Look for a caravan that has at least 200-litres of fresh water capacity, ideally over multiple tanks as an insurance policy against potential damage to a tank. With that in mind, water tanks should be protected; either positioned high in the van’s undercarriage and shrouded in steel or tucked safely within the body of the van. Some high-end caravans have the capacity to draw water from an external source like a river or jerry cans, often bypassing the tanks and feeding straight to the shower.

GREY WATER STORAGE
Most bush and free campsites across the country will only allow caravans that have the ability to store their own grey water, which is to say used water that drains from the van’s sinks and shower. You’ll ideally want to be able to collect a few days’ worth of grey water before you need to find somewhere to safely and legally dump it. Click here to find out why it’s important to collect grey water, and how to safely dispose of it.

PLENTY OF PAYLOAD
Your caravan’s ‘payload’ refers to the amount of weight it can legally carry. To calculate payload, subtract the van’s Tare or ‘dry’ weight from its ATM weight. Whatever remains is how much weight you can load into the van, including the filling of water tanks. There are lots of vans on the market that look great on paper – loads of accessories, massive water capacity, heaps of storage compartments – but once you put 200-litres of water in the tanks, equating to 200kg, you might find you have very little allowable weight remaining for the rest of your gear. And it stands to reason you’ll have a fair bit of gear when you’re planning to live out of a van for months or even years at a time.

LOTS OF STORAGE SPACE
When you’re only going away for a weekend or a week, there are lots of things you can live without packing into your van. And while your aim should always be to take as few items as possible, the reality is you’ll need to lug around more stuff when you’re living out of a caravan. A van that’s well-suited to long-term touring will offer plenty of useable storage space, both internally for clothing, kitchen and bathroom items, and externally for hardware and camping gear. Vans that have a dedicated barbecue or generator hatch get a big tick, too.

“When you’re only going away for a weekend or a week, there are lots of things you can live without”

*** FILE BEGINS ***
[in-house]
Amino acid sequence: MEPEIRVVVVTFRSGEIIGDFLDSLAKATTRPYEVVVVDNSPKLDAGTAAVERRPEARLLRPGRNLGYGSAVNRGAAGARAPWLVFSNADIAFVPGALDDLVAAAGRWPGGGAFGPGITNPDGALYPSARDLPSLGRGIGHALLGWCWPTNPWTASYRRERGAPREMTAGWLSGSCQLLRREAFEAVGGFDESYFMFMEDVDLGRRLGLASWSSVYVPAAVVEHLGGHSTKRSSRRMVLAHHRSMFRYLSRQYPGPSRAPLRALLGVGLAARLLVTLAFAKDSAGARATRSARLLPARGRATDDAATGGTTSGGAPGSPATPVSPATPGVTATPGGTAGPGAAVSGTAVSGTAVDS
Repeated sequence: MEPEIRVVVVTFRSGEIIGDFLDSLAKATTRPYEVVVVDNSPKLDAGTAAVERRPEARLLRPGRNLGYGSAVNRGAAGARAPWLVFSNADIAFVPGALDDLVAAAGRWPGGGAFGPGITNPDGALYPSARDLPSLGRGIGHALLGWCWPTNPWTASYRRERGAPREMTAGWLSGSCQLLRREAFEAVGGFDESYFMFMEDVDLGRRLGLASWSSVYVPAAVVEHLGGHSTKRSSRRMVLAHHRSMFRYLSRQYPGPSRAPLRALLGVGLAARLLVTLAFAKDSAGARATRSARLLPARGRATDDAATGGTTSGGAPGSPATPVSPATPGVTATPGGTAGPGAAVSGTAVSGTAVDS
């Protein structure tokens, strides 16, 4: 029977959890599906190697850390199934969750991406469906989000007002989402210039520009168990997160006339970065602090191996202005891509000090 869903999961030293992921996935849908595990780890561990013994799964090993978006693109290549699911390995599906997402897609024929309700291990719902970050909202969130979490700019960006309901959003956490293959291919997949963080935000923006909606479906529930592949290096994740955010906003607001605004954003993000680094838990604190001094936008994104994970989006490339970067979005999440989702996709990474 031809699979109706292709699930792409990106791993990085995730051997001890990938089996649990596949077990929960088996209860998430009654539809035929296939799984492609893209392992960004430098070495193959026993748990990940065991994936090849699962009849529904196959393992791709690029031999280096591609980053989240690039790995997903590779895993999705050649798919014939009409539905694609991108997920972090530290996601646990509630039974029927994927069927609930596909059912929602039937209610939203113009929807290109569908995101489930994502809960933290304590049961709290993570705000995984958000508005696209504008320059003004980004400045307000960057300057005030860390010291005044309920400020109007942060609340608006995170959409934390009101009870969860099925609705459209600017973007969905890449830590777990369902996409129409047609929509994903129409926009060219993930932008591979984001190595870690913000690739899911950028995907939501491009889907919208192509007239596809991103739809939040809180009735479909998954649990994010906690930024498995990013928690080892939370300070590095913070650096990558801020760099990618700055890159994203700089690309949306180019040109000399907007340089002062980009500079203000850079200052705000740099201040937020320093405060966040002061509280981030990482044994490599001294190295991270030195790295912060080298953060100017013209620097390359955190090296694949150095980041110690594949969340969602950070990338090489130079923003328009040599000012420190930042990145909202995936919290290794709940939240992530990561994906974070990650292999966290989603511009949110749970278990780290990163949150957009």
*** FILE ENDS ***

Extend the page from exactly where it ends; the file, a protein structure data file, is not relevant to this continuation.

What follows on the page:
ALL TERRAIN SUSPENSION
To get to some of the best destinations in Australia, you’ll need to traverse the odd dirt road – sometimes hundreds of kilometres of it. Even if you don’t plan to tour off-road as such, it’s a good idea to buy a van with at least semi-off-road suspension for those instances where you need to travel on unsealed roads to get to the best campsites or secret swimming holes. Believe me, they’ll pop up. You’ve travelled all that way, it’d be a shame to miss out on the best bits because your caravan isn’t up to task.

PREMIUM CONSTRUCTION
Living out of a caravan for months at a time places the van under a lot of stress, both during towing (especially off-road) and day-to-day wear and tear. It’s therefore important to know how the van is constructed, and that it’s durable enough to be up to the task of long-term use. Look for a manufacturer with high production values emphasising strength, weight reduction and insulation. Aftersales service is important if anything should go wrong, so check the manufacturer has an adequate warranty policy that’ll cover you wherever you happen to be touring – and always read the fine print. Click here to read more about this.

OVERALL WEIGHT
Like most aspects of caravanning, finding a suitable long-term touring van is all about balance. Namely, striking a balance between strength and storage capacity, and weight. You’ll need to consider how much your tow vehicle can legally haul, and how it performs when it reaches the pointy end of its maximum allowable limit. Generally speaking, the lighter the van, the easier and safer it is to tow. Some manufacturers put a lot of time and money into getting the balance right between functionality, strength and weight. Those are the ones you’ll want to be looking at – if it’s within your budget.